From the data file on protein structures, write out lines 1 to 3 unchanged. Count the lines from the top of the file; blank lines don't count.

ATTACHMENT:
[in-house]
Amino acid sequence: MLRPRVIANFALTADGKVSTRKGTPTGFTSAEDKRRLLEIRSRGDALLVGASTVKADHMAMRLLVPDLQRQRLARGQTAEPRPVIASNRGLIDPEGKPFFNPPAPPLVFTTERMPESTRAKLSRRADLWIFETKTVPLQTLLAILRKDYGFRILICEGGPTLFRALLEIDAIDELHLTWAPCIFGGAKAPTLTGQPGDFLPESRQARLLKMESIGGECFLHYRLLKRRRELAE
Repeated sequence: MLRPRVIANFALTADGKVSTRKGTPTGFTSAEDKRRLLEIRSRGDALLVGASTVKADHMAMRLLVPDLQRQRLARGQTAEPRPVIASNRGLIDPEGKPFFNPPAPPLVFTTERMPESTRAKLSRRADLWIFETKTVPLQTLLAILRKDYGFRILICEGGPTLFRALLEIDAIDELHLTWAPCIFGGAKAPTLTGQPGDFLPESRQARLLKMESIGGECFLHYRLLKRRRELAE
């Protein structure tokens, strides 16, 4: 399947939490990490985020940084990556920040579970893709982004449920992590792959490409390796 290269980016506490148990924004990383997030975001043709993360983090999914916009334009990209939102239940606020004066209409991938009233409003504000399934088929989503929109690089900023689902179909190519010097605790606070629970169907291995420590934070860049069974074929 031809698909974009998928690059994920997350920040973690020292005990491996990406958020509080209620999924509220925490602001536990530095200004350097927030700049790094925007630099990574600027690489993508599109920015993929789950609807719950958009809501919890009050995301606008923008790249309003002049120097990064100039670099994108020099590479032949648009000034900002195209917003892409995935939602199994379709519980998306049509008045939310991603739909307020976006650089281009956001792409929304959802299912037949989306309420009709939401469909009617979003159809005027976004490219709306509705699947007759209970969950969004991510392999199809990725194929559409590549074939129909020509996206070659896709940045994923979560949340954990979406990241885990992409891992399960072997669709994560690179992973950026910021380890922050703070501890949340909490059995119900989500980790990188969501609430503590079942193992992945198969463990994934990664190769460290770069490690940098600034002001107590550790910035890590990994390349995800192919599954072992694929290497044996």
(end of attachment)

[in-house]
Amino acid sequence: MLRPRVIANFALTADGKVSTRKGTPTGFTSAEDKRRLLEIRSRGDALLVGASTVKADHMAMRLLVPDLQRQRLARGQTAEPRPVIASNRGLIDPEGKPFFNPPAPPLVFTTERMPESTRAKLSRRADLWIFETKTVPLQTLLAILRKDYGFRILICEGGPTLFRALLEIDAIDELHLTWAPCIFGGAKAPTLTGQPGDFLPESRQARLLKMESIGGECFLHYRLLKRRRELAE
Repeated sequence: MLRPRVIANFALTADGKVSTRKGTPTGFTSAEDKRRLLEIRSRGDALLVGASTVKADHMAMRLLVPDLQRQRLARGQTAEPRPVIASNRGLIDPEGKPFFNPPAPPLVFTTERMPESTRAKLSRRADLWIFETKTVPLQTLLAILRKDYGFRILICEGGPTLFRALLEIDAIDELHLTWAPCIFGGAKAPTLTGQPGDFLPESRQARLLKMESIGGECFLHYRLLKRRRELAE